Article
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Risk management of nanotechnology is challenged by the enormous uncertainties about the risks, benefits, properties, and future direction of nanotechnology applications. Because of these uncertainties, traditional risk management principles such as acceptable risk, cost–benefit analysis, and feasibility are unworkable, as is the newest risk managem...
Article
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Available at: http://ssrn.com/abstract=1471362. The growing role of civil society in global health governance reflects profound and well- known changes in the overall system of global governance. In many respects, however, health governance is actually leading those changes. This paper uses the lens of Liberal international relations theory to expl...
Article
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Available at: http://ssrn.com/abstract=946777. With nanotechnology now a major funding priority for governments and industry around the world, devising the manner and timing of regulation presents a challenge. Too much regulation too soon could hinder development of beneficial technologies, while too little regulation too late may allow dangerous t...
Article
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As an international policy issue, nanotechnology (NT) presents a unique set of attributes and poses an extraordinary set of regulatory challenges. Given that NT is a major funding priority for governments and industry groups around the world, it is expected to rapidly evolve and advance, presenting risks and benefits that are still largely unknown...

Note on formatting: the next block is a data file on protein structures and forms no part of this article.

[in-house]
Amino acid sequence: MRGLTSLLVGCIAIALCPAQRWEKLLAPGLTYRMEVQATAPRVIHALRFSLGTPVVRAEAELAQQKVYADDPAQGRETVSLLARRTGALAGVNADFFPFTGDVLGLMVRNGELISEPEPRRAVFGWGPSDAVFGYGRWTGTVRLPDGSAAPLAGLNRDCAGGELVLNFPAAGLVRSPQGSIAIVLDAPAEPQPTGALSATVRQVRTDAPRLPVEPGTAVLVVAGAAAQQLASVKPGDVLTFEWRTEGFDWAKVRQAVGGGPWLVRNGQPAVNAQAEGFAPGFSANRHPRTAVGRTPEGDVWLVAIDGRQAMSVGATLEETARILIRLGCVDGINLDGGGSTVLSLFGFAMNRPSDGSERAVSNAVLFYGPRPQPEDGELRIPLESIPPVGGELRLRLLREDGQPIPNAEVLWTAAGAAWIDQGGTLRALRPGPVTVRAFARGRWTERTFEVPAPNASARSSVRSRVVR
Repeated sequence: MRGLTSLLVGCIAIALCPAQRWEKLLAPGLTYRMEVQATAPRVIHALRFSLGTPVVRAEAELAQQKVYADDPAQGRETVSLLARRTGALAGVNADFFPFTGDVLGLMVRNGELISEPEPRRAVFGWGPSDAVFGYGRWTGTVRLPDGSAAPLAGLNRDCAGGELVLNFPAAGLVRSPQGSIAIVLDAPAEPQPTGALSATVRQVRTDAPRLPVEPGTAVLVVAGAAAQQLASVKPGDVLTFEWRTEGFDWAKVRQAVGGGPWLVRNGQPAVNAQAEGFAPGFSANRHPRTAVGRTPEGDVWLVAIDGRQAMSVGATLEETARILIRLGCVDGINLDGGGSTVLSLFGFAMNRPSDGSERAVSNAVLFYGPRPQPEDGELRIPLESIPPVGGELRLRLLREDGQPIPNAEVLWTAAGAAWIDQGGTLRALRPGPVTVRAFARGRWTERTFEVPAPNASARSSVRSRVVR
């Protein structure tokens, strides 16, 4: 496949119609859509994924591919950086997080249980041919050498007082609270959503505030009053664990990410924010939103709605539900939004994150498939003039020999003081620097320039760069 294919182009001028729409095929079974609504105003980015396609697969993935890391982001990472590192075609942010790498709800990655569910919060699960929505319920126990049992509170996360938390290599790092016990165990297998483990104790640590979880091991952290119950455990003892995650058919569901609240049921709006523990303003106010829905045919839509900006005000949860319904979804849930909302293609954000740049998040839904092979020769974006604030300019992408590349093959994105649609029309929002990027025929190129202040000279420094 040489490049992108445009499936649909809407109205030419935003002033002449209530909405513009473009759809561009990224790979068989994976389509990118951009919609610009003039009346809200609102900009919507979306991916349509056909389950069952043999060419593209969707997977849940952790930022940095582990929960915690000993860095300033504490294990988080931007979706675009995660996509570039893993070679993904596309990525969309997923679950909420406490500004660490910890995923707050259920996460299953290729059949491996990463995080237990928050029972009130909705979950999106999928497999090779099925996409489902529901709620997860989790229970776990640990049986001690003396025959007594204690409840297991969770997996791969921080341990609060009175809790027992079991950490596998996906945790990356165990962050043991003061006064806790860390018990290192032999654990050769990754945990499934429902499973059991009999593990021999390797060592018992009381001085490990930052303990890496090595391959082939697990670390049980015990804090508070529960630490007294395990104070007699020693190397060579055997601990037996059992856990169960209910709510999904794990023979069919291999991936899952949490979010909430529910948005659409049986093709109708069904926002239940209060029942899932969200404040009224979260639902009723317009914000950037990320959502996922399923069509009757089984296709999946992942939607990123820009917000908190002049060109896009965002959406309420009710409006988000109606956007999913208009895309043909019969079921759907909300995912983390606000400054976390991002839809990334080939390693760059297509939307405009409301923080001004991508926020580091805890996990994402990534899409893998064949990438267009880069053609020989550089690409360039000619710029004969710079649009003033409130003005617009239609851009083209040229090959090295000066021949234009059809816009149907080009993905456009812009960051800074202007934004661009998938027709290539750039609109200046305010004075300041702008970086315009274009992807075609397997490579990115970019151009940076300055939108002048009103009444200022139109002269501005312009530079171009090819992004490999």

Article
Available at: http://ssrn.com/abstract=907353. This paper represents a very early stage of a collaborative research project on transnational nanotechnology regulation. In this project, we seek to apply a multidisciplinary perspective to the question of regulation of nanotechnology (NT). We begin in Section I by considering the nature of NT and some...
Article
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Available at: http://ssrn.com/abstract=907356. International relations theory (IR) is widely recognized as a valuable tool for lawyers and legal scholars, especially in their social role as international policy-makers. The frameworks of IR help lawyers to analyze social problems in theoretically informed ways and develop ameliorative responses. Yet...
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Over the last ten years, international relations (IR) theory, a branch of political science, has animated some of the most exciting scholarship in international law. If a true joint discipline has not yet emerged, scholars in both fields have clearly established the value of interdisciplinary cross-fertilization. Yet IR -- like international law --...
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How do states and other international actors move from one level or type of cooperation (which might be the absence of cooperation) to stronger levels or types? While international cooperation sometimes occurs in “big bangs,” in which states jump suddenly from low to high levels of cooperation on an issue, cooperation typically advances incremental...